I’m going to give you four quick examples of critics who, in 1857, the critic John Hyde, Jr., in Mormonism, it’s Leaders and Designs, wrote, “We must remember that it is a Hebrew youth who has lived at Jerusalem all his days until he leaves for the wilderness. The writing material then in use, and it was only very few who could use them, would be those such a youth would be familiar with. Now, the Jews did not use plates of brass at that time. Their writing materials were 1. tablet smeared with wax, 2. linen rubbed with a kind of gum, 3. tanned leather and vellum, 4. parchment, or 5. papyrus. All the writings of the Jews, long anterior and subsequent to Zedekiah, were in rolls. These rolls were chiefly parchment and papyrus.”
“The use of this material superseded the stones filled with lead. Hesiod’s leaden table, Solomon’s wooden planks, the wax tables, so clumsily and easily erased. This material rolled up could be bound with flax and sealed. The Jews used this material. The Egyptians, whose language Nephi gives his father, used this material. Contradiction and inconsistency are stamped on any other assertion. This is another strong proof of imposture.”
Then if you look here, the learned Reverend M.T. Lamb in 1887, in his book, comes to this forceful conclusion. “But after a very careful study of the book, a conscientious and painstaking examination of all the evidence gathered both for and against it, the author of these pages has been forced to reject every one of the claims. He is compelled to believe that no such people as are described in the Book of Mormon ever lived upon this continent. That no such records were ever engraved upon golden plates or any other plates in the early ages.”
Now, two more. LaRoy Sunderland, in his pamphlet, 1838, “The Book of Mormon purports to have been originally engraved on brass plates. How could brass be written on? This book speaks of the Jewish scriptures having been kept by Jews on plates of brass 600 years before Christ. The Jews never kept any of their records on plates of brass.”
Last one here from 1920. Stuart Martin said, “It does not seem to have been pointed out to the youth Joseph Smith that gold will corrode if left in the earth for the number of years those plates were supposed to have been buried.”
Now to show you the number of plates that have been found in the old world. If you glance at the screen here, two pages worth of all of the different places. You’ll see there in Asia. This is the old world, Europe, Egypt, more Egypt, Mesopotamia, Palestine, Turkey, 62 different finds there at this point.
Then as far as the New World, here. So in the John Lloyd Stephens, in the Incidents of Travel in Central America, in 1839, he published this. His biographer gave us an important insight into the impact of Stephen’s work. He said, “The acceptance of an Indian civilization demanded, to an American living in 1839 when the first edition of Stephens appeared in England, an entire reorientation, for to him, an Indian was one of those barbaric tepee dwellers against whom wars were constantly waged, nor did one ever think of calling the other Mesoamerican indigenous inhabitants of the continents civilized. In the universally accepted opinion of the day, they were like their North American counterparts, savages.”
So John Sorenson, Emeritus Professor of Anthropology at BYU, he talked about finding metal plate writings here in the New World. He says, “The position of orthodox archaeologists for many years had been that metals were not used in Mesoamerica before about 900 A.D. Nonetheless, the years passed and the earth continued to yield its treasured truths. One basic lesson we learned from the experience is that the experts were quite wrong. Metals were indeed in use in Book of Mormon times and Mesoamerica. What kind of evidence is there? The most compelling consists of actual specimens found when an early date is positively indicated. Over a dozen of these significantly precede 900 A.D. The earliest piece so far notably dates back to around the first century B.C. It’s a bit of copper sheeting found on top of an altar in the valley of Mexico. Several ancient American languages had a word for metal. Work in comparative linguistics shows that metals must have been known and presumably used at least as early as 1500 B.C., which dates back to the time of the Jaredites.”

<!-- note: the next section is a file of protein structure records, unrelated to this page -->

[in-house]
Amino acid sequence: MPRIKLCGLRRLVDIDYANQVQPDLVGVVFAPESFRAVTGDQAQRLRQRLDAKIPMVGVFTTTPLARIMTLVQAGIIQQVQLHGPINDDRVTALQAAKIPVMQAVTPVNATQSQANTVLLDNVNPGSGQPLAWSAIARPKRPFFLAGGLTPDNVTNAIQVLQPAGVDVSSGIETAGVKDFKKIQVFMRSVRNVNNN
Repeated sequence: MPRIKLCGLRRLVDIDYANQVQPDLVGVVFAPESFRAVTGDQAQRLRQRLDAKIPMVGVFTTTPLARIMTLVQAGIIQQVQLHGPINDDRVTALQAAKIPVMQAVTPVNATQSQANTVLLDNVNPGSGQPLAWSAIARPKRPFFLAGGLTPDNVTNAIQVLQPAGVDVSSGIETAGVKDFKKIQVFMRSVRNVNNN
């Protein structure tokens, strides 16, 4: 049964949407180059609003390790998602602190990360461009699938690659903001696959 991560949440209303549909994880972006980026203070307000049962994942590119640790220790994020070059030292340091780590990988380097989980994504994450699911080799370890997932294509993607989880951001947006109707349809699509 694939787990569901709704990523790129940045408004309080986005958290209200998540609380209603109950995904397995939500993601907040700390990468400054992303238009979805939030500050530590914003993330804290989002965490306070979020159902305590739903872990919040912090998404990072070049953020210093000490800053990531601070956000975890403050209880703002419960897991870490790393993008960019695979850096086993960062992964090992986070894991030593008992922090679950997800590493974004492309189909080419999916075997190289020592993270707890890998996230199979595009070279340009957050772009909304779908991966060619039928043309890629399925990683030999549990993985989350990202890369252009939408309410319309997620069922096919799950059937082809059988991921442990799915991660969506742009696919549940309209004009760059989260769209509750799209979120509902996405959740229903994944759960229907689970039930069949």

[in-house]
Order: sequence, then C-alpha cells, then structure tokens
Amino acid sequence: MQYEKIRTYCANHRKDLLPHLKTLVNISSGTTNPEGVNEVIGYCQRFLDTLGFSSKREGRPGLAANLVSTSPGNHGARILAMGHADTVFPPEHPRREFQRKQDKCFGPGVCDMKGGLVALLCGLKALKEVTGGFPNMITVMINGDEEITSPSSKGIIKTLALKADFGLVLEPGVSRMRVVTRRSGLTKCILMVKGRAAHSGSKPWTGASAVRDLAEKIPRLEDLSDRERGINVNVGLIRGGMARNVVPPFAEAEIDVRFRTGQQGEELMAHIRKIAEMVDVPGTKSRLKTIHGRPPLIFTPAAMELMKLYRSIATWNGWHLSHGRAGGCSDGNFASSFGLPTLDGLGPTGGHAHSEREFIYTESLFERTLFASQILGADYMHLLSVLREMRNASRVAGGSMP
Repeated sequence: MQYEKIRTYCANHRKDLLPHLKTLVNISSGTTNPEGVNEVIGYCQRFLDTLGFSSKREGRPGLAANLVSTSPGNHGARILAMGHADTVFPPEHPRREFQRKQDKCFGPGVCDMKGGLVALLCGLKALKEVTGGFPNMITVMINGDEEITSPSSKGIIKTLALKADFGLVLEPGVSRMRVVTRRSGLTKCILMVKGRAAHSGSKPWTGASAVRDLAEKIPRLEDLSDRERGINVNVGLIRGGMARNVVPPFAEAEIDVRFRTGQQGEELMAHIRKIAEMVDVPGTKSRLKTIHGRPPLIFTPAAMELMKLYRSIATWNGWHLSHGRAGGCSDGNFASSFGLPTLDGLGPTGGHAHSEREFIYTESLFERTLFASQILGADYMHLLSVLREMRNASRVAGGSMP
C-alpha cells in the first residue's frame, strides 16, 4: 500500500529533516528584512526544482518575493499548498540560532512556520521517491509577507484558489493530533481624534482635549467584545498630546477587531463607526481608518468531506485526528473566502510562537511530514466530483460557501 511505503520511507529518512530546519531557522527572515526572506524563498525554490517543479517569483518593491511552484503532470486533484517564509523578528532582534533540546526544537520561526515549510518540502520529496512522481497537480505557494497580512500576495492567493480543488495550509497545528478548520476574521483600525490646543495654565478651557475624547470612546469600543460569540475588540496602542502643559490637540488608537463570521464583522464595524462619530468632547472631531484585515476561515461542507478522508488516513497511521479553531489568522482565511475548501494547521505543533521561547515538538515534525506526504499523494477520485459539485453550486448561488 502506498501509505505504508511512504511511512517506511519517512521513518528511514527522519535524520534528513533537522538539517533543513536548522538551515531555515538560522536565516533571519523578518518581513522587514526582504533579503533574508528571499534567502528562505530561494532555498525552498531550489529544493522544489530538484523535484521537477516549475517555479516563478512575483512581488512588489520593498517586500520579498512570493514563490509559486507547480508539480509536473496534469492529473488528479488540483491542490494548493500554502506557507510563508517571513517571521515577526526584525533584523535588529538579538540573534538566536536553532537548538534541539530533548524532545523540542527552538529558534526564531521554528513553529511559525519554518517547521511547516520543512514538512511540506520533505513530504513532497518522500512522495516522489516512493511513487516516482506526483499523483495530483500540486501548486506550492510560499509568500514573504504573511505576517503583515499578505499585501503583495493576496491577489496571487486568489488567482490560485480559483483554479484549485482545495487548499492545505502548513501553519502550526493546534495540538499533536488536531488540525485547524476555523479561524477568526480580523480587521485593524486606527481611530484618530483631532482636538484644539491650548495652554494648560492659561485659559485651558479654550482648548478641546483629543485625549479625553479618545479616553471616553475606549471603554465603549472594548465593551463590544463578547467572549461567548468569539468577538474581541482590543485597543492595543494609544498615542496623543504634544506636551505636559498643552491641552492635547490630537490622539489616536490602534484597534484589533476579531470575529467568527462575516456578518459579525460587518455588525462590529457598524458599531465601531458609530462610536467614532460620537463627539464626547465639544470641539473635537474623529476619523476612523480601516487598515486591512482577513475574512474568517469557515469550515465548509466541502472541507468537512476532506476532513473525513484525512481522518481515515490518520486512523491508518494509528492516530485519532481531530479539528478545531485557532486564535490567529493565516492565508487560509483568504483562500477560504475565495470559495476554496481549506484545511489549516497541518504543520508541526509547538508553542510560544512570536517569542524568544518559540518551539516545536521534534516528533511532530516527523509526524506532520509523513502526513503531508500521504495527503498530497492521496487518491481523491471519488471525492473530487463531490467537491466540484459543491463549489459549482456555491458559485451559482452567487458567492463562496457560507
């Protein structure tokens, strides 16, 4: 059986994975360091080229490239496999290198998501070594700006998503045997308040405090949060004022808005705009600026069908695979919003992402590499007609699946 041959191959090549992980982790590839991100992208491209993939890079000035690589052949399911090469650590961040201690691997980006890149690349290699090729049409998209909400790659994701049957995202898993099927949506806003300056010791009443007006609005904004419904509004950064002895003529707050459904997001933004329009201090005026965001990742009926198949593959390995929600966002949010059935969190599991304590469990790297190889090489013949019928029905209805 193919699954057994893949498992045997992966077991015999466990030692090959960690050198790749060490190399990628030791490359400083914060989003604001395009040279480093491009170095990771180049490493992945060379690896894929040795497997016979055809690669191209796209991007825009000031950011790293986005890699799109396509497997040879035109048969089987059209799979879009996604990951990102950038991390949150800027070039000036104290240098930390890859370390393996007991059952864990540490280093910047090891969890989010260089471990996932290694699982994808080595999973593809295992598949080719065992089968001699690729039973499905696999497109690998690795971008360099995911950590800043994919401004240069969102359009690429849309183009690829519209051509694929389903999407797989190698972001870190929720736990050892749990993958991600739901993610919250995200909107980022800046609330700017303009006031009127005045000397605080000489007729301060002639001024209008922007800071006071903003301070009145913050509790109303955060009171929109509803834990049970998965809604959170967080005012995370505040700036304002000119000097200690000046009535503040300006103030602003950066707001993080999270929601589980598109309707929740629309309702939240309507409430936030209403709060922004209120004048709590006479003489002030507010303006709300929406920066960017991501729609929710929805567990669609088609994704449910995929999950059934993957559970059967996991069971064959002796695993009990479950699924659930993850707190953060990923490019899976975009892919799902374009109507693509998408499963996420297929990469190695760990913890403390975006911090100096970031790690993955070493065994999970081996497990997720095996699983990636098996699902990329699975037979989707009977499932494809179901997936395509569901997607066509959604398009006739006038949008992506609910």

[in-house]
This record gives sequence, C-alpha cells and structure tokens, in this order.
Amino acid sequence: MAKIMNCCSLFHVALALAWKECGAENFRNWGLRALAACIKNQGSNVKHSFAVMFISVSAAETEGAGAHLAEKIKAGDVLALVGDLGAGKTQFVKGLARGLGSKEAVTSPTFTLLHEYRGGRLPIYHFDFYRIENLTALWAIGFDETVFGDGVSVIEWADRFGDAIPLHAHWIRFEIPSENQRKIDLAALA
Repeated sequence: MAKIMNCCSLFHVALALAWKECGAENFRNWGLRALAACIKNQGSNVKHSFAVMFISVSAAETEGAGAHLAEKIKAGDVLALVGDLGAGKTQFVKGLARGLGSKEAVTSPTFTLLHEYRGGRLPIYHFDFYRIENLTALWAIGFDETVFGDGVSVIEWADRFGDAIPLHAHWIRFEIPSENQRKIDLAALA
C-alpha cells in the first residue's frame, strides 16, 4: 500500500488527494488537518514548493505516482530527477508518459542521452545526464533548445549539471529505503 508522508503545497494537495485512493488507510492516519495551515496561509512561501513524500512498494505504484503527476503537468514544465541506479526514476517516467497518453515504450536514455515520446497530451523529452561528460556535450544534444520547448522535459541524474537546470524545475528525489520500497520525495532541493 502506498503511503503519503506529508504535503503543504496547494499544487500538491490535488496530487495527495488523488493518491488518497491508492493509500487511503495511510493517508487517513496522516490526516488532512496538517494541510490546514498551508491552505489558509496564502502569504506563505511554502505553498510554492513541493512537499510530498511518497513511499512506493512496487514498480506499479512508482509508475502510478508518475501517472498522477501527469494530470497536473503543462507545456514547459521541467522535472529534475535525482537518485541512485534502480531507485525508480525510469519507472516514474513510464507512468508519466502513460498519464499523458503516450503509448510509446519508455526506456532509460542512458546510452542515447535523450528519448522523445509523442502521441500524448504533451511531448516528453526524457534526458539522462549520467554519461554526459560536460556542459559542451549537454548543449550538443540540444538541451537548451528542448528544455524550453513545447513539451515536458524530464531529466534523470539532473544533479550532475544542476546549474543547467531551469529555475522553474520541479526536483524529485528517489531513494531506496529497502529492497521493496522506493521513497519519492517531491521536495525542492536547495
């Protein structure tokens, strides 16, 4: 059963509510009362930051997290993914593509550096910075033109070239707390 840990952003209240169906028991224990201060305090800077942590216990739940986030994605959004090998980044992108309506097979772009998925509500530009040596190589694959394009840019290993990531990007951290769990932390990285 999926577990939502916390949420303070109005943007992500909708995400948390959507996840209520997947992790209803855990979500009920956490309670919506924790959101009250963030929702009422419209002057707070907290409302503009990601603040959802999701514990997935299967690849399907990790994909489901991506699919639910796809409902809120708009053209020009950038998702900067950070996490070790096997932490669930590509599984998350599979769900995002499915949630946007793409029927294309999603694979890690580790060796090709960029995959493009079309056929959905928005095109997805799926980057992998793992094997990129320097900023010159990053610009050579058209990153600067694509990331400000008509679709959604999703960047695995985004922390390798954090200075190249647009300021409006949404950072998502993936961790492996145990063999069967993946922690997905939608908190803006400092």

So in conclusion, these are the last two quotes I wanted to share. Tad Callister. In this conclusion in his book he says, “The critics insistance that metal plates were not used to record ancient histories only magnifies the improbability that Joseph could have known of their existence. Therefore, his reference to metal plates as a medium for ancient writings is all the more astounding, nothing short of divine disclosure.” And then Hugh Nibley in 1952, “It will not be long before men forget that in Joseph’s day, the prophet was mocked and derided for his description of the plates more than anything else.”
So I hope you enjoyed this video. I think it’s a great example of being patient. Many of these evidences will come forth with time. It’s fascinating of all the criticisms that were had on this specific topic early on, they now look rather silly when you see all the findings, particularly over the last century that have come about. I hope you enjoyed the video. Subscribe for more.
A Case for the Book of Mormon by Tad Callister
Of Faith & Reason by Michael Ash
Latter-day Saints’ Q&A is a video series not produced by The Church of Jesus Christ of Latter-day Saints, but by me, an ordinary member of The Church of Jesus Christ of Latter-day Saints, an independent voice, with a passion for studying Church history and defending the faith. In this series, I provide evidences for the restoration, and address tough questions posed by critics of the Church of Jesus Christ of Latter-day Saints, offering faithful answers based on accurate research and historical references which will be posted at the end of each video.